average American in 1992: 182 litres.

•Consumed by the average Canadian: 102 litres.

•Consumed by the average Japanese: 25 litres 4

• Amount of coffee Canada imports

annually: 150 million pounds

• Percentage of Canadians who

drink at least one cup of coffee a week: 59

• Number of cups the average coffee drinker

consumes each day: 2.94

0 Fastest growing beverage last year:

lowakohol beer.

Percentage increase over 1991: 81

Sources: Tea Council of Canada, Coffee Association Soft Drink Association, Nielsen Marketing Research

an increased number of vending machines. Said Sanderson: ‘We plan to make sure our products are always within arm’s reach—just as they are in the United States.”

In the realm of hot drinks, the tea industry

is trying to move tea drinking out of the home, where 80 per cent of all tea is consumed, by making their products more convenient. Said Alf Robinson, president of Lyons Tetley Canada Ltd.: “The fact is, many people just don’t take the time to brew a pot of tea.” As a result, the company introduced Tetley Freeze Dried Instant Tea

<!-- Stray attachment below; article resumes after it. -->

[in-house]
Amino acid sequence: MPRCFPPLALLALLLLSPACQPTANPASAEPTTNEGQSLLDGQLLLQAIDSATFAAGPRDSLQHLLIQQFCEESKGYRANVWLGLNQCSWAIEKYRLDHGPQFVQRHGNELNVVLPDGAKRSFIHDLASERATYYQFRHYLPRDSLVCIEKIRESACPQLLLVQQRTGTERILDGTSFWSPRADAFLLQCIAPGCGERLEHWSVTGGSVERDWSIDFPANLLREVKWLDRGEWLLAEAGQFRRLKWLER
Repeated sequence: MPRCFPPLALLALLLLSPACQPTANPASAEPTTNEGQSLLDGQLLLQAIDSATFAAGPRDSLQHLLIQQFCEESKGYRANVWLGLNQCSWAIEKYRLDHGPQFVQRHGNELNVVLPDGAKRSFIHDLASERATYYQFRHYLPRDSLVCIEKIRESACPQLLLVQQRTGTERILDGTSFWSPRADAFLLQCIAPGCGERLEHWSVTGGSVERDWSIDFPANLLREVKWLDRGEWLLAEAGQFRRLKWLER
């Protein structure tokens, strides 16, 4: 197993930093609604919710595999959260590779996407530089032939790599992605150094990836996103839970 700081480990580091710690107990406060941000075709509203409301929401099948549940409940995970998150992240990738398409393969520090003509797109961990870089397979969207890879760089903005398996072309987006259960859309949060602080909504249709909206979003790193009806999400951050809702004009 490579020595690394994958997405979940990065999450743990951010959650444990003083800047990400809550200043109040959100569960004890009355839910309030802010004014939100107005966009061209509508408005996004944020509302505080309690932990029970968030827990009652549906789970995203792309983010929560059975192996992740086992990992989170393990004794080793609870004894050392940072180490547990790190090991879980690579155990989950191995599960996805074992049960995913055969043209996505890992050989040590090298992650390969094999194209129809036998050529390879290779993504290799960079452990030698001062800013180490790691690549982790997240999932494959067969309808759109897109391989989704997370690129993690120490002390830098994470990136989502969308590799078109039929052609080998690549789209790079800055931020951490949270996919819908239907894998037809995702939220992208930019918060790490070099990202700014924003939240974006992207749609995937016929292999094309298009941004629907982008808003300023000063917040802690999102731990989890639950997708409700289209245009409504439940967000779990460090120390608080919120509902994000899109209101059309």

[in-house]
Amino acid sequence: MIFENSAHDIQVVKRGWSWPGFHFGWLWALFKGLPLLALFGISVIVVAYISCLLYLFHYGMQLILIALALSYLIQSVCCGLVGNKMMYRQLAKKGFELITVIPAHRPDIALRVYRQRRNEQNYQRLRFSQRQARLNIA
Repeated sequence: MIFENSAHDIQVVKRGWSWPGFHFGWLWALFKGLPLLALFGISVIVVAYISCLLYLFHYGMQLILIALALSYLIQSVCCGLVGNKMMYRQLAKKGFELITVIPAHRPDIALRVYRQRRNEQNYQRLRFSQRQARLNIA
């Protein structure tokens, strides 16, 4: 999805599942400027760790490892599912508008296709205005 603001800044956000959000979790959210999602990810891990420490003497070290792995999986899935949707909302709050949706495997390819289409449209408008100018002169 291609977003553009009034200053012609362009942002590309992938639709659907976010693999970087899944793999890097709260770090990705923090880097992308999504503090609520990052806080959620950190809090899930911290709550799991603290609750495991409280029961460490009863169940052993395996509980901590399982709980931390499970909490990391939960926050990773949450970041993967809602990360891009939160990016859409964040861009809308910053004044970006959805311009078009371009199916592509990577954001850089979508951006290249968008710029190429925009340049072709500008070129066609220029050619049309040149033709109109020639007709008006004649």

in Canada last month.

While earlier attempts at instant tea proved disappointing, Robinson said that new technology has resulted in the company and some of its competitors producing a far superior product. Tea companies are also trying to increase Canadians’ consumption of cold tea. Liptons and Nestea have signed joint-venture agreements with PepsiCola and Coca-Cola, respectively, to distribute canned iced tea to stores and vending machines across the country.

At the same time, Second Cup’s McEwen and other specialty coffee retailers are trying to halt the decline in overall coffee consumption and convince Canadians to

try their premium-priced brews. “If you give people good-quality coffee they will you give them the regular drink it,” McEwen said. “If

stuff, they prefer pop.” And in today’s competitive beverage industry, quenching thirsts is just one desire that must be satisfied.

BARBARA WICKENS